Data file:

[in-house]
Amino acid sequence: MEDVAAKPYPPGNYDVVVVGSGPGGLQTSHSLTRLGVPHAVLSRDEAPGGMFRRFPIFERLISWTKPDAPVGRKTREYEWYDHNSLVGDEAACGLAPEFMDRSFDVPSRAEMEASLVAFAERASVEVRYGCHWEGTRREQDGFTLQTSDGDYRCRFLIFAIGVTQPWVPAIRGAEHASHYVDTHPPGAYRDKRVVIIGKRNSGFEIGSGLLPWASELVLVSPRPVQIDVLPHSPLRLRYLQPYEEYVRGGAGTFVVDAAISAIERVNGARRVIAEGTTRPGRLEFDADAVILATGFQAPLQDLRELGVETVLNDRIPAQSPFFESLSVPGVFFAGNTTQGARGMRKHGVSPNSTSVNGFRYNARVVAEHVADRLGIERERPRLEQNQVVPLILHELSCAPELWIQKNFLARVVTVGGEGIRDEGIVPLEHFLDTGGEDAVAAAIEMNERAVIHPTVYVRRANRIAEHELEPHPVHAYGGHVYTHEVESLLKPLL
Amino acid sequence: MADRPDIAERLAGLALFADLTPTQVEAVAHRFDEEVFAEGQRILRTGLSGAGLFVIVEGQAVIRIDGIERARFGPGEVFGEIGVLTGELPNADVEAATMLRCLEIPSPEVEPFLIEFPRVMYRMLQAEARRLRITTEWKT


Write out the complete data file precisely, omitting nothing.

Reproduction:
[in-house]
Amino acid sequence: MEDVAAKPYPPGNYDVVVVGSGPGGLQTSHSLTRLGVPHAVLSRDEAPGGMFRRFPIFERLISWTKPDAPVGRKTREYEWYDHNSLVGDEAACGLAPEFMDRSFDVPSRAEMEASLVAFAERASVEVRYGCHWEGTRREQDGFTLQTSDGDYRCRFLIFAIGVTQPWVPAIRGAEHASHYVDTHPPGAYRDKRVVIIGKRNSGFEIGSGLLPWASELVLVSPRPVQIDVLPHSPLRLRYLQPYEEYVRGGAGTFVVDAAISAIERVNGARRVIAEGTTRPGRLEFDADAVILATGFQAPLQDLRELGVETVLNDRIPAQSPFFESLSVPGVFFAGNTTQGARGMRKHGVSPNSTSVNGFRYNARVVAEHVADRLGIERERPRLEQNQVVPLILHELSCAPELWIQKNFLARVVTVGGEGIRDEGIVPLEHFLDTGGEDAVAAAIEMNERAVIHPTVYVRRANRIAEHELEPHPVHAYGGHVYTHEVESLLKPLL
Amino acid sequence: MADRPDIAERLAGLALFADLTPTQVEAVAHRFDEEVFAEGQRILRTGLSGAGLFVIVEGQAVIRIDGIERARFGPGEVFGEIGVLTGELPNADVEAATMLRCLEIPSPEVEPFLIEFPRVMYRMLQAEARRLRITTEWKT